The NCUA has released a proposed regulation that addresses the fiduciary duties of credit union boards. The new proposal makes it clear that boards are to be held to a heightened standard. It is more important than ever that credit union boards understand how their decisions can be judged.
Boards make important decisions at every meeting. Some decisions change policies and strategies for the future. Other board actions approve new services or ways to conduct business. In every instance, boards are expected to demonstrate care and loyalty for their credit unions. If board members' decisions lead to less than favorable outcomes, the board's judgment may be called into question.
Parties who may have grounds to challenge board decisions include regulators and members of the credit union. If the scrutiny of a board's action rises to the level of litigation, it is important to understand what standard courts will apply.
Courts often loathe having to second-guess the decisions of a board. This position taken by courts is framed in the Business Judgment Rule. The Business Judgment Rule is a common law principle stating that courts should defer to the judgment of boards for decisions made in the normal course of business. Courts recognize that directors must have enough leeway to take calculated risks. Boards often have to make decisions in the context of limited information, unpredictable competition and a rapidly changing environment. Courts believe that if all directors' actions are subject to second-guessing, it will lead to a chilling effect on boards to make reasonable business decisions.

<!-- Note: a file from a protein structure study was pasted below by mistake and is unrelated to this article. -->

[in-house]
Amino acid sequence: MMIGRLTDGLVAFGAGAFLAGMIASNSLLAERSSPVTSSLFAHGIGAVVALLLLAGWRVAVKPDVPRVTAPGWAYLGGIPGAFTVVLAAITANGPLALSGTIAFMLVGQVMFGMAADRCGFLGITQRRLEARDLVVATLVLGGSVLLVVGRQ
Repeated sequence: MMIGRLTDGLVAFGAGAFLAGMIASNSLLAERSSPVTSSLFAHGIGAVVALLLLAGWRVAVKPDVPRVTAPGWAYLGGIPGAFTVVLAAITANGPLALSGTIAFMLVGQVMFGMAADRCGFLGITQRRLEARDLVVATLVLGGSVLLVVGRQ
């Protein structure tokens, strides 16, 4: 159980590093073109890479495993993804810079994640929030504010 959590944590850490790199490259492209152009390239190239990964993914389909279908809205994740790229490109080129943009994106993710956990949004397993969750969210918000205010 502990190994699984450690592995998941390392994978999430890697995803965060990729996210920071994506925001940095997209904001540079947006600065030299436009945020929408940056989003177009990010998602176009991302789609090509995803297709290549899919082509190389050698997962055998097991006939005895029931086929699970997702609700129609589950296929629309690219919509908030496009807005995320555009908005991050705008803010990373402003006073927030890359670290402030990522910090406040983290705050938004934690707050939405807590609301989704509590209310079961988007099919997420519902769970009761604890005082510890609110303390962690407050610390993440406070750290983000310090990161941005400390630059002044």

The Business Judgment Rule makes a presumption that boards are in the best position to make critical decisions. As such, the Rule is an effective defense for boards whose decisions are being questioned. Courts will not interfere with a board's decision unless it can be shown that the board breached its fiduciary duties.
The factors a court will review when applying the Business Judgment Rule involve asking a few critical questions. First, the court may ask if the directors acted in good faith. This means the board did so with an honest belief that the action being taken would lead to a benefit for the credit union. Secondly, the court will look to see if the board acted in the best interest of the credit union. This precludes any actions where a conflict of interest existed, or the directors stood to receive personal benefit. Third, the court will inquire to determine if the board's decision was made on an informed basis. Finally, the court will want to see if the board was wasteful with credit union assets.
Credit union boards should pay close attention to any new NCUA regulations to ensure they are in compliance. In the case of fiduciary duties, directors should pay special attention to the changing expectations of being a board member.
Maurice R. Smith, President
Local Government FCU, Raleigh, N.C.